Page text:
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Labelling all accusers ‘victims’ will pervert the course of justice

No verdict needed? Paul Faith/PA

The principle that someone accused of an offence is “innocent until proven guilty” is a cornerstone of the criminal justice system in England and Wales. But a new idea of what constitutes “victimhood” may be starting to erode the standard presumption of innocence.

Since the late 20th century, concern for the well-being of both complainants and witnesses in the criminal justice system has grown rapidly. This is a response to the acknowledgment that both deserve greater involvement in the investigative, litigation and post-verdict stages.

This newfound concern has seen changes made to the legal framework in an attempt to rectify a perceived imbalance which favours the defendant over the complainant. In practical terms, it has led to a significant increase in support services being made available to both complainants of crime and witnesses.

But the groundswell of concern for witnesses and complainants has also seen those who allege crime relabelled as “victims” of crime, and the “victim” label is now often attached before any verdict is delivered – regardless of whether or not, in legal terms, the complainant has actually suffered a criminal wrong. “Alleged victim” is, of course, a fair enough expression, comparable with complainant or accuser – but we should be deeply concerned about the increasing unqualified use of “victim” before a verdict is reached.

A wave of political rhetoric has implicitly and explicitly popularised the idea that “victim” and “complainant” are interchangeable categories. The increasing use of this language throughout the criminal justice system, including by the police, the Crown Prosecution Service and others dedicated to supporting complainants, ignores how the unqualified use of the term “victim” plays to precisely the sort of preconceptions that devices like presumption of innocence are meant to work against.

To make matters worse, this rush to extend victimhood is happening across the political spectrum.

Keir Starmer QC, the former Director of Public Prosecutions, recently announced he is to help Labour draw up plans to give greater protection to rape victims and abused children when they appear in court. The plans will be enacted should Labour come to power in 2015; Starmer described them as a “golden opportunity to recast the criminal justice system as a criminal justice service fit for victims”. His taskforce also includes Labour peer Baroness Lawrence of Clarendon, the mother of Stephen Lawrence, and Peter Neyroud, former chief constable of Thames Valley Police and a criminologist at Cambridge University.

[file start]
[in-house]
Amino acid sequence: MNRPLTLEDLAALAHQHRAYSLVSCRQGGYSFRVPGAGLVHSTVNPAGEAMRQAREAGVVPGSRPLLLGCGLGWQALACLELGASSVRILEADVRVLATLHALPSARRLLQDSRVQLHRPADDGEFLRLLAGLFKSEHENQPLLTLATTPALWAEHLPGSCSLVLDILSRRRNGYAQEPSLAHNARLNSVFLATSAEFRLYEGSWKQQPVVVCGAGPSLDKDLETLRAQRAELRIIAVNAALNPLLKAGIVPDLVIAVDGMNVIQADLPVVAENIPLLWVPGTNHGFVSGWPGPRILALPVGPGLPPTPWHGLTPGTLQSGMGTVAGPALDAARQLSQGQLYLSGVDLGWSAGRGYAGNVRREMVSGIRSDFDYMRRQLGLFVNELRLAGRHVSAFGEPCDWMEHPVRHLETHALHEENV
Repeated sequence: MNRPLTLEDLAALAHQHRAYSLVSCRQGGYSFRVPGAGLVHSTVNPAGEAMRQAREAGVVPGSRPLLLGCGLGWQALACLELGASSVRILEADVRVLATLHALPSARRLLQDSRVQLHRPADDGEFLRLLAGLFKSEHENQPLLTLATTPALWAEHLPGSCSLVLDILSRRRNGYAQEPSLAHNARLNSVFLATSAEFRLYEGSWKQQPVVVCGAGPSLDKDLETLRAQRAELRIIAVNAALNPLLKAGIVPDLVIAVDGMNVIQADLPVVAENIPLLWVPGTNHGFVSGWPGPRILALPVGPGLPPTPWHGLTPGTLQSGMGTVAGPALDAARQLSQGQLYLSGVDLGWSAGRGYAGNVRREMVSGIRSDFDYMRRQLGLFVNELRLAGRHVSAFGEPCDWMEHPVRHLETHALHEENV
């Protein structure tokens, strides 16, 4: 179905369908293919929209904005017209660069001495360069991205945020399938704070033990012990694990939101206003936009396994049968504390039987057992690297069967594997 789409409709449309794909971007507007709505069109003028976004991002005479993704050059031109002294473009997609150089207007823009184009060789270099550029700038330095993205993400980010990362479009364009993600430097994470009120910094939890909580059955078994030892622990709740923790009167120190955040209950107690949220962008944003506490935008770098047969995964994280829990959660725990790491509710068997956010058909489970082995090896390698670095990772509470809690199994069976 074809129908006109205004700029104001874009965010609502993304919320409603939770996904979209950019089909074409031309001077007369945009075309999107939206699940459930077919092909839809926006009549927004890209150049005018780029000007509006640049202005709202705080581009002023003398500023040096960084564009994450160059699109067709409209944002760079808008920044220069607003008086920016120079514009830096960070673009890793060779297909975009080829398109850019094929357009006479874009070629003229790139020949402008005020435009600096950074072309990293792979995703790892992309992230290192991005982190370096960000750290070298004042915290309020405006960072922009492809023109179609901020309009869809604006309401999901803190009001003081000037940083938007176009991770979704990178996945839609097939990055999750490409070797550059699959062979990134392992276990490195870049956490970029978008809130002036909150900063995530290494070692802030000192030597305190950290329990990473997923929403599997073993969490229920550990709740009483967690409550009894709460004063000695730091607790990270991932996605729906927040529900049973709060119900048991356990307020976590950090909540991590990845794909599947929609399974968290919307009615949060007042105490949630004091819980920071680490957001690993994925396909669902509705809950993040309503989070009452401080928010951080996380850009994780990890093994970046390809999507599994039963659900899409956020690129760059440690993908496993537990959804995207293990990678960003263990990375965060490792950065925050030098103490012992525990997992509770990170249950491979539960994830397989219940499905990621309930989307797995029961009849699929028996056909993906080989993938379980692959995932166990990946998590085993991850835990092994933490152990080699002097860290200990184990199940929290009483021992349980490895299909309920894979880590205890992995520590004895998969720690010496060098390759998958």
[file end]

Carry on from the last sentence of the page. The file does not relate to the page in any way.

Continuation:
In response to the announcement, a Ministry of Justice spokesman argued the new Victims’ Code, which was introduced in December 2013 and which applies the term “victim” at the pre-verdict as well as the post-verdict stage, already covers all the concerns Starmer raised:

It sets out in plain English what people should expect from the moment they report a crime to the end of a trial. It also gives victims the option to read out their personal statement and tell the court how crime has affected them for the very first time.

Both sides in this exchange forget (consciously or otherwise) that legally speaking, one is not a victim of a crime – however heinous – until a verdict is reached. Describing people as such otherwise is not just relabelling; it radically recasts the terms of criminal prosecution.

This is a clear example of a linguistic slippage that marks a deeper ideological shift, and we must think seriously about how it might affect the adversarial criminal trial as it operates in England and Wales. Formally describing any accuser or complainant as a “victim” has the potential to corrupt central concepts of burden and standard of proof, to disrupt a defendant’s right to confront his accusers, and to narrow the minds of those tasked with reaching verdicts – jurors and magistrates alike.

The longstanding pre-verdict use of the term by prosecutors (as well as defendants running cut-throat defences) in trial case theories and storytelling is an acknowledged and acceptable risk, as partisanship and argument-driven accusations are consistent with an adversarial trial system. But the epithet has been frequently applied to complainants in the Criminal Justice System since at least the late 1990s – and it may be nearly too late to stop it bedding in entirely as a formal descriptor.

However, we still have to try to preserve one of the core tenets of British criminal justice: until a court has returned a verdict, the claims of neither side should be accorded priority over the other. Carelessly extending the mantle of “victimhood” to all complainants will only make it more difficult for judges and juries to maintain the openness of mind required before a verdict is reached.

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